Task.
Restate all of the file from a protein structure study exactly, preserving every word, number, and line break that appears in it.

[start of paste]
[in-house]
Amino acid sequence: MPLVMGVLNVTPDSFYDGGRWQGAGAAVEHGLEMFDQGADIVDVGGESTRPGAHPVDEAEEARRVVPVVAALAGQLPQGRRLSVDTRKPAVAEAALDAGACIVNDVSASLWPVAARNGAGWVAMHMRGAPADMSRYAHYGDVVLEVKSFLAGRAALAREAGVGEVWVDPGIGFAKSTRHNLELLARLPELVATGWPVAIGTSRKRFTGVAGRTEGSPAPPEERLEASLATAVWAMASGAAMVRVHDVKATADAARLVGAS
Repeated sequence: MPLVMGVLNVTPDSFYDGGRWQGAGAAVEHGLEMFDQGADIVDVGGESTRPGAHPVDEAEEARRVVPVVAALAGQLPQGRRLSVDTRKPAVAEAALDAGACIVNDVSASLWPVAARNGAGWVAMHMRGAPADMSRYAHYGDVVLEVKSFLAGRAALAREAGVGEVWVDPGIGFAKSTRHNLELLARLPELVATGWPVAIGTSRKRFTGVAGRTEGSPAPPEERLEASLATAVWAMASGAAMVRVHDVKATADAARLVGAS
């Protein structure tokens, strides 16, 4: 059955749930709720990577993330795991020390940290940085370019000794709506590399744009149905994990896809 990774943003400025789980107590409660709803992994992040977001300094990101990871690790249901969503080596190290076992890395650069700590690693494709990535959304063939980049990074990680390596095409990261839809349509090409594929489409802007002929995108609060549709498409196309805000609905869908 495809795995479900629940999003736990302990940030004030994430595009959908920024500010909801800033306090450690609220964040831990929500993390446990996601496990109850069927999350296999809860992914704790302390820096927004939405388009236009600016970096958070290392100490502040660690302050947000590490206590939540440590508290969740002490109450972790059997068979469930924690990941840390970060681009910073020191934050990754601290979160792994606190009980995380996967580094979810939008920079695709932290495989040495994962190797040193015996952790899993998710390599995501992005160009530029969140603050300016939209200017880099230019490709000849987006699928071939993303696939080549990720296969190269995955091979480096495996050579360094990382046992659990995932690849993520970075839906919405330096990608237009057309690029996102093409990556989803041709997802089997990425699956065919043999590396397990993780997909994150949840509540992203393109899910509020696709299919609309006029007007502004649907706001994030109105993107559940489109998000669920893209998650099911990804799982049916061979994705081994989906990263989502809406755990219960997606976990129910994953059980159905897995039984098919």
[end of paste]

[in-house]
Amino acid sequence: MPLVMGVLNVTPDSFYDGGRWQGAGAAVEHGLEMFDQGADIVDVGGESTRPGAHPVDEAEEARRVVPVVAALAGQLPQGRRLSVDTRKPAVAEAALDAGACIVNDVSASLWPVAARNGAGWVAMHMRGAPADMSRYAHYGDVVLEVKSFLAGRAALAREAGVGEVWVDPGIGFAKSTRHNLELLARLPELVATGWPVAIGTSRKRFTGVAGRTEGSPAPPEERLEASLATAVWAMASGAAMVRVHDVKATADAARLVGAS
Repeated sequence: MPLVMGVLNVTPDSFYDGGRWQGAGAAVEHGLEMFDQGADIVDVGGESTRPGAHPVDEAEEARRVVPVVAALAGQLPQGRRLSVDTRKPAVAEAALDAGACIVNDVSASLWPVAARNGAGWVAMHMRGAPADMSRYAHYGDVVLEVKSFLAGRAALAREAGVGEVWVDPGIGFAKSTRHNLELLARLPELVATGWPVAIGTSRKRFTGVAGRTEGSPAPPEERLEASLATAVWAMASGAAMVRVHDVKATADAARLVGAS
């Protein structure tokens, strides 16, 4: 059955749930709720990577993330795991020390940290940085370019000794709506590399744009149905994990896809 990774943003400025789980107590409660709803992994992040977001300094990101990871690790249901969503080596190290076992890395650069700590690693494709990535959304063939980049990074990680390596095409990261839809349509090409594929489409802007002929995108609060549709498409196309805000609905869908 495809795995479900629940999003736990302990940030004030994430595009959908920024500010909801800033306090450690609220964040831990929500993390446990996601496990109850069927999350296999809860992914704790302390820096927004939405388009236009600016970096958070290392100490502040660690302050947000590490206590939540440590508290969740002490109450972790059997068979469930924690990941840390970060681009910073020191934050990754601290979160792994606190009980995380996967580094979810939008920079695709932290495989040495994962190797040193015996952790899993998710390599995501992005160009530029969140603050300016939209200017880099230019490709000849987006699928071939993303696939080549990720296969190269995955091979480096495996050579360094990382046992659990995932690849993520970075839906919405330096990608237009057309690029996102093409990556989803041709997802089997990425699956065919043999590396397990993780997909994150949840509540992203393109899910509020696709299919609309006029007007502004649907706001994030109105993107559940489109998000669920893209998650099911990804799982049916061979994705081994989906990263989502809406755990219960997606976990129910994953059980159905897995039984098919």